logic, we use valid to apply to both sentences and arguments: to sentences

that canā™t be false, and to arguments whose conclusions canā™t be false if their

premises are true. Our completed table, then, looks like this:

Propositional logic First-order logic General notion

Tautology FO validity Logical truth

Tautological consequence FO consequence Logical consequence

Tautological equivalence FO equivalence Logical equivalence

So what do we mean by the notions of ļ¬rst-order validity, ļ¬rst-order con-

sequence and ļ¬rst-order equivalence? These concepts are meant to apply to

those logical truths, consequences, and equivalences that are such solely in

virtue of the truth-functional connectives, the quantiļ¬ers, and the identity

symbol. Thus, for purposes of determining ļ¬rst-order consequence, we ignore

the speciļ¬c meanings of names, function symbols, and predicates other than

identity.

There are two reasons for treating identity along with the quantiļ¬ers and identity

connectives, rather than like any other predicate. The ļ¬rst is that almost

all ļ¬rst-order languages use =. Other predicates, by contrast, vary from one

ļ¬rst-order language to another. For example, the blocks language uses the

binary predicate LeftOf, while the language of set theory uses ā, and the

language of arithmetic uses <. This makes it a reasonable division of labor to

try ļ¬rst to understand the logic implicit in the connectives, quantiļ¬ers, and

identity, without regard to the meanings of the other predicates, names, and

Section 10.2

268 / The Logic of Quantifiers

function symbols. The second reason is that the identity predicate is crucial for

expressing many quantiļ¬ed noun phrases of English. For instance, weā™ll soon

see how to express things like at least three tetrahedra and at most four cubes,

but to express these in fol we need identity in addition to the quantiļ¬ers ā

and ā. There is a sense in which identity and the quantiļ¬ers go hand in hand.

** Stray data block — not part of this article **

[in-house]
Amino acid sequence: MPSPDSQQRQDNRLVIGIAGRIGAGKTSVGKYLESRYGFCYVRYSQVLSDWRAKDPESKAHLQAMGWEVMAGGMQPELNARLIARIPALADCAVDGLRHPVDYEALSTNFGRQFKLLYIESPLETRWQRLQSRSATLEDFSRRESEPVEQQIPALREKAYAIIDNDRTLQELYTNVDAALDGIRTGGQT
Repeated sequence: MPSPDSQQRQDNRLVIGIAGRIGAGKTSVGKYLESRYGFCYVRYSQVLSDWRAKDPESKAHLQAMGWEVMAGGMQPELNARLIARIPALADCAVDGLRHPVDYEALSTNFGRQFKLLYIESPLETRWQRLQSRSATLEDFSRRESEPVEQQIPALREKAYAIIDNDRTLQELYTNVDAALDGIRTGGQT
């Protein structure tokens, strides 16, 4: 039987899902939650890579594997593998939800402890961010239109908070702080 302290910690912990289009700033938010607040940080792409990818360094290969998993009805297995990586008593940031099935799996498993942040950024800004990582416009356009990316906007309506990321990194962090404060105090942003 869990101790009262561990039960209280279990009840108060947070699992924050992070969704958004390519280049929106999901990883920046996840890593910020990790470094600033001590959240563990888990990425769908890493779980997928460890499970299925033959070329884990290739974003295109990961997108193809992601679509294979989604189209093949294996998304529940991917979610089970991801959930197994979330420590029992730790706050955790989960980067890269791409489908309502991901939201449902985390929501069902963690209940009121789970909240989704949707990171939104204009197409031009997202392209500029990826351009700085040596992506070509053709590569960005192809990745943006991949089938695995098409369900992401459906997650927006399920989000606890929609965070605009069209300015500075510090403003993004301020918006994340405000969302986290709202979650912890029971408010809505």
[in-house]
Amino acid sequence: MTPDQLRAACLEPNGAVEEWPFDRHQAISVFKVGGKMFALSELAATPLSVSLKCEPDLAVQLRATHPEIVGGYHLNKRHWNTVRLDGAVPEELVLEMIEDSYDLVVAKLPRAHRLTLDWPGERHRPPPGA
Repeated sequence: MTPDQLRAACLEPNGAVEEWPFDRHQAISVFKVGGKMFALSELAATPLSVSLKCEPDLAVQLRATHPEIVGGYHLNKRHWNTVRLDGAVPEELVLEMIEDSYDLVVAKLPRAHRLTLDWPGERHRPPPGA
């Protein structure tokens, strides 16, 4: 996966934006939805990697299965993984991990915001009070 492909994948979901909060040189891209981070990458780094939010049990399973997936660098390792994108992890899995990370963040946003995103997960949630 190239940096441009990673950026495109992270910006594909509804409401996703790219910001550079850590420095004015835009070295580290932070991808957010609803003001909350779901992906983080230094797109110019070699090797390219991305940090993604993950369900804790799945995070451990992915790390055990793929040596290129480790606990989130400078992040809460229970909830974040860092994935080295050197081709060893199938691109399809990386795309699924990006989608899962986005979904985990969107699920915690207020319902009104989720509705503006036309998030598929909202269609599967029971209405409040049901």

If we can recognize that a sentence is logically true without knowing the

meanings of the names or predicates it contains (other than identity), then

weā™ll say the sentence is a ļ¬rst-order validity. Letā™s consider some examples

from the blocks language:

āx SameSize(x, x)

āx Cube(x) ā’ Cube(b)

(Cube(b) ā§ b = c) ā’ Cube(c)

(Small(b) ā§ SameSize(b, c)) ā’ Small(c)

All of these are arguably logical truths of the blocks language, but only

the middle two are ļ¬rst-order validities. One way to see this is to replace

the familiar blocks language predicates with nonsensical predicates, like those

using nonsense

used in Lewis Carrollā™s famous poem Jabberwocky.1 The results would look

predicates to test for

FO validity something like this:

āx Outgrabe(x, x)

āx Tove(x) ā’ Tove(b)

(Tove(b) ā§ b = c) ā’ Tove(c)

(Slithy(b) ā§ Outgrabe(b, c)) ā’ Slithy(c)

Notice that we can still see that the second and third sentences must be

true, whatever the predicate Tove may mean. If everything is a tove, and b is

an object in the domain of discourse, then b must surely be a tove. Similarly,

if b is a tove, and c is the same object as b, then c is a tove as well. Contrast

this with the ļ¬rst and fourth sentences, which no longer look logically true

at all. Though we know that everything is the same size as itself, we have no

idea whether everything outgrabes itself! Just so, the fact that b is slithy and

outgrabes c hardly guarantees that c is slithy. Maybe it is and maybe it isnā™t!

1 The full text of Jabberwocky can be found at http://english-server.hss.cmu.edu/ po-

etry/jabberwocky.html. The ļ¬rst stanza is:

ā™Twas brillig, and the slithy toves

Did gyre and gimble in the wabe;

All mimsy were the borogoves,

And the mome raths outgrabe.

āLewis Carrollā was the pen name of the logician Charles Dodgson (after whom both

Carrollā™s World and Dodgsonā™s Sentences were named).

Chapter 10

First-order validity and consequence / 269

The concepts of ļ¬rst-order consequence and ļ¬rst-order equivalence work